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How To Quit Your Job Gracefully

There’s no shortage of advice on how to find the right job, but people seldom speak about how to quit a job.

Here’s the thing. People only remember your last impression when you decide to move on from your current company.

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We’ve all been there. The time comes when we decide we have to leave our jobs for new challenges, new opportunities, or we’re simply unhappy.

You can come to the conclusion that the skills that you’ve been hired to use for this job aren’t a fit for what you’re good at or enjoy.

You believe deep down that you’re meant for better, bigger, and more thrilling things.

Maybe you even think that your boss is narcissistic.

Your reasons for leaving don’t really matter. You’re leaving.

Now the only thing you have to ask yourself is “how do you want to be remembered?”

Now that I’m on the other side of hiring (and at times firing) employees I can promise you that how you quit a job is more important than how you started. Your last impression will most likely have implications for your future.

When thinking about how to quit a job you should remember that finishing strong is critical.

The people you work with now are people who you may encounter again one day and you can use this opportunity to leave them with a great impression.

7 dos and don’ts on how to quit a job

Here’s what to do—and not to do—when making your exit.

1. DO tell your boss first

Once you’ve decided to resign, the first person you should tell is your boss. The reason is obvious: you don’t want your boss to hear the news from anyone else. Even if you don’t see eye to eye, telling him or her first is the professional thing to do. (By the way when I use the word “boss” I don’t just mean your “director report” but the one that signs your checks).

2. DON’T share the news too soon

One of the biggest mistakes people make is putting the cart before the horse and talking up your new job before it’s appropriate. Announcing your resignation to coworkers before you notify your boss is bad form. People will remember your departure. Do the right thing and give your boss the courtesy to plan how to communicate the news to the rest of the team.

3. DON’T gossip

There are no secrets and no off-the-record conversations in the workplace. If you give different reasons for your departure to different groups — if your boss hears one story, for example, while your close colleagues hear another — expect that you’ll be Topic A at the water cooler. Learn the essential lesson of being a politician: There is only one story, told one way, and you stick to it. That way nobody can ever say they heard anything different.

4. DO give your employer ample notice

Leaving an organization with anything less than two weeks’ notice is simply “bad form.” Yet too often notice periods are treated as a necessary inconvenience after resigning. The natural instinct is to take your foot off the gas: serve time, say your goodbyes, and exit in a blaze of a farewell bash. Your attitude to your work should be no different to its usual high standards right up to the moment you walk out the door for the final time.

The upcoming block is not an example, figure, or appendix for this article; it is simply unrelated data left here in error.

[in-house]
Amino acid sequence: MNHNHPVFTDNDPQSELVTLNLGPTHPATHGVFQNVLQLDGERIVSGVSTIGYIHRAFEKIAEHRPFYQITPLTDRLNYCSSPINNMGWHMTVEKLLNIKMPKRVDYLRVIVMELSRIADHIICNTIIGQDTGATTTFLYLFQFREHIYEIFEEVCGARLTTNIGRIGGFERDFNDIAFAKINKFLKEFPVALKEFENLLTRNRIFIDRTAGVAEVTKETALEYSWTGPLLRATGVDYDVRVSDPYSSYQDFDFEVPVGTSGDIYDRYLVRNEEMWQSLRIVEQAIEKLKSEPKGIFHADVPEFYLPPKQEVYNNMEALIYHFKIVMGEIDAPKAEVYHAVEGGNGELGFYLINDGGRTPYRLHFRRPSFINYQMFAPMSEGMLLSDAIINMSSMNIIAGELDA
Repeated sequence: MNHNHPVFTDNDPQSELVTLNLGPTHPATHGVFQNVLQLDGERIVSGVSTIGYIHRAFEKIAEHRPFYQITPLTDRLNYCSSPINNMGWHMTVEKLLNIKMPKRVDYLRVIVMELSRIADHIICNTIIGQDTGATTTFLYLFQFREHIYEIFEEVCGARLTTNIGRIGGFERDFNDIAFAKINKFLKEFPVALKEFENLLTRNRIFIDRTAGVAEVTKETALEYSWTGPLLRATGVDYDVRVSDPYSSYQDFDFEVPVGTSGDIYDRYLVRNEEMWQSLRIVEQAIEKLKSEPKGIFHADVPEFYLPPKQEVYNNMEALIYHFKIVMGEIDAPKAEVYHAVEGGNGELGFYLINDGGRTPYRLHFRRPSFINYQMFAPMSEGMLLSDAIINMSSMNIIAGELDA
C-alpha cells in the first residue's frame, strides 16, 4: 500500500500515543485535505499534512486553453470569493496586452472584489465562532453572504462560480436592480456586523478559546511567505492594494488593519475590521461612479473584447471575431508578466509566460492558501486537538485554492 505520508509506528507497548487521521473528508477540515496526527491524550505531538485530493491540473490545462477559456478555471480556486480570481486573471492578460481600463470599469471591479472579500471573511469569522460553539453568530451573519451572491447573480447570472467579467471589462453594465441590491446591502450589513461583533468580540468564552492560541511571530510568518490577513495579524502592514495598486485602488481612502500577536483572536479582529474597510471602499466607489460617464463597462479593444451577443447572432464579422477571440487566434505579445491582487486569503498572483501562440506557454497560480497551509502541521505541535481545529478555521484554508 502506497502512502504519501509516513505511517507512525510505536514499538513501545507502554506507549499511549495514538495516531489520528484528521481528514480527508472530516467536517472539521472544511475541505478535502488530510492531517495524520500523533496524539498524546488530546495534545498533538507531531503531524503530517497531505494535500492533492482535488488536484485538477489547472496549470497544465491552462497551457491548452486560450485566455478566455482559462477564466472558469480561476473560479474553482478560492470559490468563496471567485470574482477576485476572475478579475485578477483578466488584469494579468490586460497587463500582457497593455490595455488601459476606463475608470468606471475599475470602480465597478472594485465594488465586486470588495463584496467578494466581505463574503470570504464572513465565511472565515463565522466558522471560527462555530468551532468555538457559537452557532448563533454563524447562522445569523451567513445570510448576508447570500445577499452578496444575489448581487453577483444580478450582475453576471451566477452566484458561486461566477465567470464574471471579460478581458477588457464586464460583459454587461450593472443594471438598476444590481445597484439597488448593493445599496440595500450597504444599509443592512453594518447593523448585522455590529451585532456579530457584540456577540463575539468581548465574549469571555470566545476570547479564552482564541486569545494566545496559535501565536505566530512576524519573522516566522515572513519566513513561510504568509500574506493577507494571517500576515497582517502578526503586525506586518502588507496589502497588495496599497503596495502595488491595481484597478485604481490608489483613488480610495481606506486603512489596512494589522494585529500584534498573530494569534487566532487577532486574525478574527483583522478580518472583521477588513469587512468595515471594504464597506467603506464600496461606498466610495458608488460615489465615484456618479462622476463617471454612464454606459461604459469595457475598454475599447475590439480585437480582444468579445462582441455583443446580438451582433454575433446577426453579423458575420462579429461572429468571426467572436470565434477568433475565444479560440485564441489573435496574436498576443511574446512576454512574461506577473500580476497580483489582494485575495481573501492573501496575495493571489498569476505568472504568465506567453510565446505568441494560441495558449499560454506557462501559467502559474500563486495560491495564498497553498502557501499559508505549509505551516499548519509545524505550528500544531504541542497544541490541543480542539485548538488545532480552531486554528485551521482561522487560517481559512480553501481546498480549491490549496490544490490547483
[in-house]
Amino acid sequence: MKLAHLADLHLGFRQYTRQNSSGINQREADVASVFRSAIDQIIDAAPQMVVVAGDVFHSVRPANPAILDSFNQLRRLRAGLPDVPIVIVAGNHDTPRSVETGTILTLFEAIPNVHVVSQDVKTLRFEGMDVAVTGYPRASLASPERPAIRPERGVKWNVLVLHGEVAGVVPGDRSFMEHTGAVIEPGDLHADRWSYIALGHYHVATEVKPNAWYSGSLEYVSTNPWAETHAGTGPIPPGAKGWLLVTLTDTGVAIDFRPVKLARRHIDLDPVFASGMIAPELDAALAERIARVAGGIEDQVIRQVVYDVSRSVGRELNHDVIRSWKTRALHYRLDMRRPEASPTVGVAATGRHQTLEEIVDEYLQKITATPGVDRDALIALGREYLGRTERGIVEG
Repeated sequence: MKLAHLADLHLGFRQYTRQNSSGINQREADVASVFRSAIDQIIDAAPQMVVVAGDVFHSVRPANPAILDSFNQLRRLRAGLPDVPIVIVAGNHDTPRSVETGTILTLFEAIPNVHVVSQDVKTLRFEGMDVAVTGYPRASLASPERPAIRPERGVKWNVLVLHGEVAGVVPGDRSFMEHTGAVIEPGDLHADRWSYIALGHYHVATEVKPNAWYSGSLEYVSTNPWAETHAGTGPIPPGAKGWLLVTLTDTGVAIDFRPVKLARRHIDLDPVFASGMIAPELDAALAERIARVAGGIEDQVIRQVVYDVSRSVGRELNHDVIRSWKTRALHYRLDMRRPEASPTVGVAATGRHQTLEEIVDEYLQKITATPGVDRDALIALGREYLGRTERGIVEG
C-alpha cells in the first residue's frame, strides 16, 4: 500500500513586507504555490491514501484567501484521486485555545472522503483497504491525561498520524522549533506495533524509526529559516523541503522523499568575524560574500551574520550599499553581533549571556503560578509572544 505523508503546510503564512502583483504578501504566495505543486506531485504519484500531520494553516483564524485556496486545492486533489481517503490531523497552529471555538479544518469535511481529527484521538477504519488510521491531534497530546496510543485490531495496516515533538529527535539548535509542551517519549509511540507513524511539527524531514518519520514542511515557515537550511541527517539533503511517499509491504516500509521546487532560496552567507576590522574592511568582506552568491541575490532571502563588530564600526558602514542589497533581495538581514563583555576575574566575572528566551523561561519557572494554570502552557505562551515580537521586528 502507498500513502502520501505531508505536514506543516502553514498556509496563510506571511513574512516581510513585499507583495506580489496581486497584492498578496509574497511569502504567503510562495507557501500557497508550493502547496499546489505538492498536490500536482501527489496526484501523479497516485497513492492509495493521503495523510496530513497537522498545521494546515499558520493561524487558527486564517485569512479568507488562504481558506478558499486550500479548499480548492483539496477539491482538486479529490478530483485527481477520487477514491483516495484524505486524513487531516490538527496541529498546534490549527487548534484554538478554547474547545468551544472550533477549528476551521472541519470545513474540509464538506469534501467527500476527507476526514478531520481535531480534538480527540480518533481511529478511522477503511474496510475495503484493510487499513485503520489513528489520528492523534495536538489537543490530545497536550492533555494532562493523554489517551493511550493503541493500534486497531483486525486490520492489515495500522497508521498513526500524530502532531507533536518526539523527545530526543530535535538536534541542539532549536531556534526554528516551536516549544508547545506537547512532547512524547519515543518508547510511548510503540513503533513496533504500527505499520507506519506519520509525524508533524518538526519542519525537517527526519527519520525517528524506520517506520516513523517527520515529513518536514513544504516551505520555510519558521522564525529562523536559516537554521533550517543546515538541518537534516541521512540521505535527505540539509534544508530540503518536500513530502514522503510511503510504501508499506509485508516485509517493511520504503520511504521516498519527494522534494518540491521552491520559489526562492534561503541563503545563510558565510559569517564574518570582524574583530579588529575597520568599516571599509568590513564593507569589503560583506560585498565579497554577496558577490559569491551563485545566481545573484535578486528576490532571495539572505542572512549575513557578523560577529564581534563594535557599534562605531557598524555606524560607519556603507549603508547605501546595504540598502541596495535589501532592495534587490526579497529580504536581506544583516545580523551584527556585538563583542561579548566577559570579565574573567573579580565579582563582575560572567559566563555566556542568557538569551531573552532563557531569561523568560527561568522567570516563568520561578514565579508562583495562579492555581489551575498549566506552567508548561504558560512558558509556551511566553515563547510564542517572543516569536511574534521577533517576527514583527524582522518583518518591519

5. DO be strategic about your time

Regardless of your reasons for quitting, you have one final responsibility to your company — and that is to engender an orderly, positive transition. Your only orientation [during your notice period] is to make sure you don’t leave your boss in a pickle. To that end, you need to collaborate with your boss. Ask your manager for direction and close supervision on how you ought to tie up loose ends. Sit with your managers and project teams to bring them up to speed. After you leave, you want your former boss and colleagues to feel nothing but positive about your professionalism.

6. DON’T bad-mouth the company, your boss, or your coworkers

You never want to burn bridges. The business world is smaller than you think, and you never know when you’ll end up working with or for one of these people again.

7. DO say ‘goodbye’

Some people don’t want to make their departure a big deal. Others want to get the heck out of there as quickly as possible. Whatever the case, it’s rude and unprofessional to not say goodbye.

The adage “all’s well that ends well” has a modicum of truth here. You want to smooth over any hard feelings when you leave by being gracious and diplomatic.

For one thing, it’s the right thing to do.

But also, the business world can often be just two degrees of separation. You never know who in your office could reappear in your life, as a client, key contact, or even a boss.

The most important rule to keep in mind when thinking about how to quit a job is that last impressions are virtually on par, if not more important, than your first impressions. Maintaining your reputation should be a priority even on your way out. 


Ron Gibori is a nationally recognized entrepreneur and award-winning creative director at Idea Booth–a creative think tank. His work with mtvU on the “Half of Us” pro-social campaign received several Emmy nominations and won a Peabody Award. Ron frequently writes about entrepreneurship, leadership, creativity, and innovation.

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